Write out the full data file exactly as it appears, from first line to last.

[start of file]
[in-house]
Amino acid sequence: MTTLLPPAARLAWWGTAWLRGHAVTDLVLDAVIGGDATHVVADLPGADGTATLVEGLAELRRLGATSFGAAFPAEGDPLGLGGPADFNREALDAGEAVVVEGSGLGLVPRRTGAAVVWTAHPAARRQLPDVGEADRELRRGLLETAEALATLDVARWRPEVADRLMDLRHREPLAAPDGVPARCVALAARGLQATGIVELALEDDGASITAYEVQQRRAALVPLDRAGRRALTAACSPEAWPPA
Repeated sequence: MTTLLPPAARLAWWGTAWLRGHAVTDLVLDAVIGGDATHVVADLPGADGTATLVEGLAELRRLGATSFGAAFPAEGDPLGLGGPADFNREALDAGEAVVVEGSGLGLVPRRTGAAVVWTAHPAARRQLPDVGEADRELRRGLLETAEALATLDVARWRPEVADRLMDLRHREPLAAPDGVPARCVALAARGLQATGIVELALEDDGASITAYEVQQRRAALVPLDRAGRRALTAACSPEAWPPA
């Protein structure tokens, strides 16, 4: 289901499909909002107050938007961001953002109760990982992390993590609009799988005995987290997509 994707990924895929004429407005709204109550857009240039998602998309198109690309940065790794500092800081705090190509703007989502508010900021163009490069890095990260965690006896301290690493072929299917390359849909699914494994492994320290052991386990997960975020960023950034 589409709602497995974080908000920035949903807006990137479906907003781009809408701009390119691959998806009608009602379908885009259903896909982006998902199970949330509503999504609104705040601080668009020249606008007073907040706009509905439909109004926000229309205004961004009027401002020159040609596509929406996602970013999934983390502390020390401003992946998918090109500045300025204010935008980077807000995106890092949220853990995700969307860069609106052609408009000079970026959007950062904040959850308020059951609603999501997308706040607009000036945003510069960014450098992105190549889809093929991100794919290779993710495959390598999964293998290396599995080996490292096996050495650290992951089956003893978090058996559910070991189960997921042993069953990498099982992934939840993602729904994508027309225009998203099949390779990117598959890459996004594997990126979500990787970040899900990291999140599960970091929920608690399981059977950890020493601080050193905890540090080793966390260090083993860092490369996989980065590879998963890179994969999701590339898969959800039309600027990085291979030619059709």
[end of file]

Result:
[in-house]
Amino acid sequence: MTTLLPPAARLAWWGTAWLRGHAVTDLVLDAVIGGDATHVVADLPGADGTATLVEGLAELRRLGATSFGAAFPAEGDPLGLGGPADFNREALDAGEAVVVEGSGLGLVPRRTGAAVVWTAHPAARRQLPDVGEADRELRRGLLETAEALATLDVARWRPEVADRLMDLRHREPLAAPDGVPARCVALAARGLQATGIVELALEDDGASITAYEVQQRRAALVPLDRAGRRALTAACSPEAWPPA
Repeated sequence: MTTLLPPAARLAWWGTAWLRGHAVTDLVLDAVIGGDATHVVADLPGADGTATLVEGLAELRRLGATSFGAAFPAEGDPLGLGGPADFNREALDAGEAVVVEGSGLGLVPRRTGAAVVWTAHPAARRQLPDVGEADRELRRGLLETAEALATLDVARWRPEVADRLMDLRHREPLAAPDGVPARCVALAARGLQATGIVELALEDDGASITAYEVQQRRAALVPLDRAGRRALTAACSPEAWPPA
């Protein structure tokens, strides 16, 4: 289901499909909002107050938007961001953002109760990982992390993590609009799988005995987290997509 994707990924895929004429407005709204109550857009240039998602998309198109690309940065790794500092800081705090190509703007989502508010900021163009490069890095990260965690006896301290690493072929299917390359849909699914494994492994320290052991386990997960975020960023950034 589409709602497995974080908000920035949903807006990137479906907003781009809408701009390119691959998806009608009602379908885009259903896909982006998902199970949330509503999504609104705040601080668009020249606008007073907040706009509905439909109004926000229309205004961004009027401002020159040609596509929406996602970013999934983390502390020390401003992946998918090109500045300025204010935008980077807000995106890092949220853990995700969307860069609106052609408009000079970026959007950062904040959850308020059951609603999501997308706040607009000036945003510069960014450098992105190549889809093929991100794919290779993710495959390598999964293998290396599995080996490292096996050495650290992951089956003893978090058996559910070991189960997921042993069953990498099982992934939840993602729904994508027309225009998203099949390779990117598959890459996004594997990126979500990787970040899900990291999140599960970091929920608690399981059977950890020493601080050193905890540090080793966390260090083993860092490369996989980065590879998963890179994969999701590339898969959800039309600027990085291979030619059709």